About Linda Crowder:
Linda grew up in Loveland, Colorado as the sixth of six children. She moved
with her parents to California when she was 16 and spent the next 16 years
of her life in the Bay Area before moving home to Colorado.
Linda devoted 20+ years to nonprofit human services before deciding to
take a new direction in her life. She founded Focus Forward, LLC to do the
things she most enjoys – management consulting for small business owners
and nonprofits and career coaching.
In 2012, Linda realized a life-long dream when she published her first book,
“Life Isn’t Just Luck: Getting from where you are to where you want to be.”
In it, she explores what keeps us from achieving our goals and identifies
strategies to overcome these roadblocks.
In 2013, Linda published her first mystery novel, “Too Cute to Kill.” This was
followed by “Main Street Murder” in 2014 and “Justice for Katie” in 2015.
Linda lives outside Casper, Wyoming with her husband, ten cats and one
incredibly patient dog.
What inspires you to write?
I love to read! I have been reading mysteries since I was doing summer reading programs at my local library as a child. I started with Nancy Drew and worked my way up to my all-time favorite – Agatha Christie. I love writing mysteries because I love creating a puzzle where all the clues are there for the reader, yet the goal is always to have the reader surprised by the revelation.
Tell us about your writing process.
With my first book, Too Cute to Kill, I developed the plot as I went along. I knew somewhat where I wanted to go with it, but when I settled on the outcome I had to go back and re-write sections to make sure the clues were all pointing in the right direction. Now writing my fourth book, I have mapped it out a little better though I still like the spontaneous plot twists that Jake and Emma suggest.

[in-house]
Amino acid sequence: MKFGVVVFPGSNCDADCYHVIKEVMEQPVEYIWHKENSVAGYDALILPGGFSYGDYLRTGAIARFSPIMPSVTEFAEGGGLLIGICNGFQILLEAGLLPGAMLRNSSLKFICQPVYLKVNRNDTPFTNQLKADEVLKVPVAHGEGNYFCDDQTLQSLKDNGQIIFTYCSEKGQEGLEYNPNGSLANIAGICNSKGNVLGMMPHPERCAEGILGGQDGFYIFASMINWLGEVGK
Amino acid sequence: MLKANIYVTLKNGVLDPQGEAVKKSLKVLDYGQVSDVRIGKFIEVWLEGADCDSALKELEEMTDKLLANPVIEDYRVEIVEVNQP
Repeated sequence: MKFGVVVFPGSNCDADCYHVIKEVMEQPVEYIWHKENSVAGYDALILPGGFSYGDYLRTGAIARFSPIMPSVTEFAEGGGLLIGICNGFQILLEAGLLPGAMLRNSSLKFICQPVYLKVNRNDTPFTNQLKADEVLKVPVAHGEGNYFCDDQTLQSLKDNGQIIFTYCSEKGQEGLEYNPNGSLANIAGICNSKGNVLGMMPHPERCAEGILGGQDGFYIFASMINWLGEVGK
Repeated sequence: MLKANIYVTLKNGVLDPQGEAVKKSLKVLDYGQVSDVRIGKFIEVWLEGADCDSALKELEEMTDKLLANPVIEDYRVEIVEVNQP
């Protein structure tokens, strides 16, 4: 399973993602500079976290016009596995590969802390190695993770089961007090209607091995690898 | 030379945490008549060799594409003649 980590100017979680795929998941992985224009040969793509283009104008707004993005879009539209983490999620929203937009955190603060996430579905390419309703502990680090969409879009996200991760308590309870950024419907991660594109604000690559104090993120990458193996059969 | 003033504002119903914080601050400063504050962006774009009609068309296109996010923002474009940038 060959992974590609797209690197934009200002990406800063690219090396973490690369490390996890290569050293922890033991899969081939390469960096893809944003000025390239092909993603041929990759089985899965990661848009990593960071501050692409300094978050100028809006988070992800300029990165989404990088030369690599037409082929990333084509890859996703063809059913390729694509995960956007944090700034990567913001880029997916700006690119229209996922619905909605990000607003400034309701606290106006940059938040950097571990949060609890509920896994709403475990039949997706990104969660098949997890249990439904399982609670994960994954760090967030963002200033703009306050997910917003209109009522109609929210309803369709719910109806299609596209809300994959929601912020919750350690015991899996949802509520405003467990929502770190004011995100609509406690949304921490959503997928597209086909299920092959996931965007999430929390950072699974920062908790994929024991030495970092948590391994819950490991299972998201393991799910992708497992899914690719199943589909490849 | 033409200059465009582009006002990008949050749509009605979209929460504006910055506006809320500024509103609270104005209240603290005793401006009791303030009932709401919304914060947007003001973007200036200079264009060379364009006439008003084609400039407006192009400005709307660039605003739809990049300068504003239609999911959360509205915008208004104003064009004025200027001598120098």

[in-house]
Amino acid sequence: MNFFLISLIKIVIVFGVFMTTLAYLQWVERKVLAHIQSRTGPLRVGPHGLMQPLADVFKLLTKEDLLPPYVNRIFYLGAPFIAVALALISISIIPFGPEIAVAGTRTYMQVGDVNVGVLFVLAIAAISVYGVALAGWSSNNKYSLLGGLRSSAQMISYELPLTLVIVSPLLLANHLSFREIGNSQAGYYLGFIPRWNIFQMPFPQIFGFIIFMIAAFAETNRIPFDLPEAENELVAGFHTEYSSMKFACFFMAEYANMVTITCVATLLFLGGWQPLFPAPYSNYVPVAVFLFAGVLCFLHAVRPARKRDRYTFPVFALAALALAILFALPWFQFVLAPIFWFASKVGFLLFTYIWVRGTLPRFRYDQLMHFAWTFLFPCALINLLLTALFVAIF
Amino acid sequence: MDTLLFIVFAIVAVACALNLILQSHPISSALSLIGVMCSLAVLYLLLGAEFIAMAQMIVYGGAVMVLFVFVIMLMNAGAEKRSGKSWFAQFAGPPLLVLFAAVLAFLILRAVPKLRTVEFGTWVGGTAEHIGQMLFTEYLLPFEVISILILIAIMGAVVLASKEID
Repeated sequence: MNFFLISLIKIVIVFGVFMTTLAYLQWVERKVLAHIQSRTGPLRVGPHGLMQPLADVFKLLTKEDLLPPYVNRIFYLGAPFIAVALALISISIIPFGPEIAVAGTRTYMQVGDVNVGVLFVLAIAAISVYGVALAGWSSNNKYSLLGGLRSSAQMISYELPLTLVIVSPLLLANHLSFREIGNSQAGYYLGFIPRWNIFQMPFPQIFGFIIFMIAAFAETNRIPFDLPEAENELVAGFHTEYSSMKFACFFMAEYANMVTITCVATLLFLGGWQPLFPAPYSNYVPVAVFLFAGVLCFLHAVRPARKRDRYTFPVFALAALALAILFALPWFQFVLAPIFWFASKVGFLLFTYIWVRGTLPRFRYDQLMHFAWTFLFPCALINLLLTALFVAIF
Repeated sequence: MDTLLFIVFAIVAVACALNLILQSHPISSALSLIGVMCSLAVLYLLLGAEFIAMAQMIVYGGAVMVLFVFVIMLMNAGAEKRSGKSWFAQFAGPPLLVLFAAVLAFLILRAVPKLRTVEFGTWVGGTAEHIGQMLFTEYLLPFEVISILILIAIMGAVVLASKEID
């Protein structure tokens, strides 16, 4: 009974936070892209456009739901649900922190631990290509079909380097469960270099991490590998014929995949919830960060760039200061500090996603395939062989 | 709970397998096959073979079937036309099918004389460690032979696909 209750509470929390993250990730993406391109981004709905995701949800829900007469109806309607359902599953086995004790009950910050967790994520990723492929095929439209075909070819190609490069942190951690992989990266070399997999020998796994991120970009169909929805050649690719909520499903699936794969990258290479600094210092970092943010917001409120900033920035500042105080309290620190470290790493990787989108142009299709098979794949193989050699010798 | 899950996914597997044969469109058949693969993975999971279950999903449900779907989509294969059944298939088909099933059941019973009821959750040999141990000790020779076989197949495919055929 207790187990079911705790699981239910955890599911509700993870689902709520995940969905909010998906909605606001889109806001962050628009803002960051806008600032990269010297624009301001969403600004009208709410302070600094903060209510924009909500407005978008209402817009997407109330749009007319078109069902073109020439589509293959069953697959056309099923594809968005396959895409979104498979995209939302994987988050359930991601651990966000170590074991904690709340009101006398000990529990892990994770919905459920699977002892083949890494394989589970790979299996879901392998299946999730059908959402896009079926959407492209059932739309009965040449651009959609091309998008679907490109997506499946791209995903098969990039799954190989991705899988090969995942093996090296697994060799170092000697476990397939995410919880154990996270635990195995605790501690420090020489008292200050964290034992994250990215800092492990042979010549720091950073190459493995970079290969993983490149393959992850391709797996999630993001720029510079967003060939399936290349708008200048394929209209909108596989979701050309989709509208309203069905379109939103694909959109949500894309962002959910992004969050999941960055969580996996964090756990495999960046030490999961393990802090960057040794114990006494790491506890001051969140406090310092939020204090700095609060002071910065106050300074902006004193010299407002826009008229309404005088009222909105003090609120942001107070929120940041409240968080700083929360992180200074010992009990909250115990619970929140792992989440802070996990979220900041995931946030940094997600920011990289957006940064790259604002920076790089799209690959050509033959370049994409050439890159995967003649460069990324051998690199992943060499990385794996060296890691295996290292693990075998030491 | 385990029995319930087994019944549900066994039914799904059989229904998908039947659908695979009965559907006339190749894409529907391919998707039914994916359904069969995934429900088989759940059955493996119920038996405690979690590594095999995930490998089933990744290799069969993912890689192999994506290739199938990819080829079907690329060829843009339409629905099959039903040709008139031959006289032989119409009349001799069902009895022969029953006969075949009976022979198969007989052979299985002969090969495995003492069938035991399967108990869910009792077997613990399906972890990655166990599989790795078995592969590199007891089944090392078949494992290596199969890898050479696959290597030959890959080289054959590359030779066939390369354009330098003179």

For Fiction Writers: Do you listen (or talk to) to your characters?
I have quite a bit of dialog with my characters before and during the writing process. I run scenes in my head over and over, working out details and dialog before I ever write a word. In this way, I get to try out interesting bits and see how to weave them into the story. I like my characters and I enjoy seeing what they’re up to.
What advice would you give other writers?
Don’t read your reviews until you develop your voice to the point where you won’t be second-guessing yourself with every negative comment. You’ll never write a book the whole world loves, so write what you love.
How did you decide how to publish your books?
I researched publishers and self-publishing options before deciding to self-publish. The “big five” are not falling over themselves to work with unknown authors and small houses seem to still require me to do most of the work to market the books. I also like the freedom to control the content of my books. I write “clean” cozy mysteries and I don’t have any desire to re-work them with the graphic sex and violence some publishers seem to think readers want.
What do you think about the future of book publishing?
I think we’ll continue to see growth in self-publishing and print on demand publishing. I think that a commitment to professionalism will set serious authors apart from the sea of people who just slap something together and call it a book. Readers will continue to be savvy consumers when it comes to the books they choose and this will drive the market.
What do you use?: Professional Editor, Professional Cover Designer, Beta Readers
What genres do you write?: Cozy Mystery
What formats are your books in?: Both eBook and Print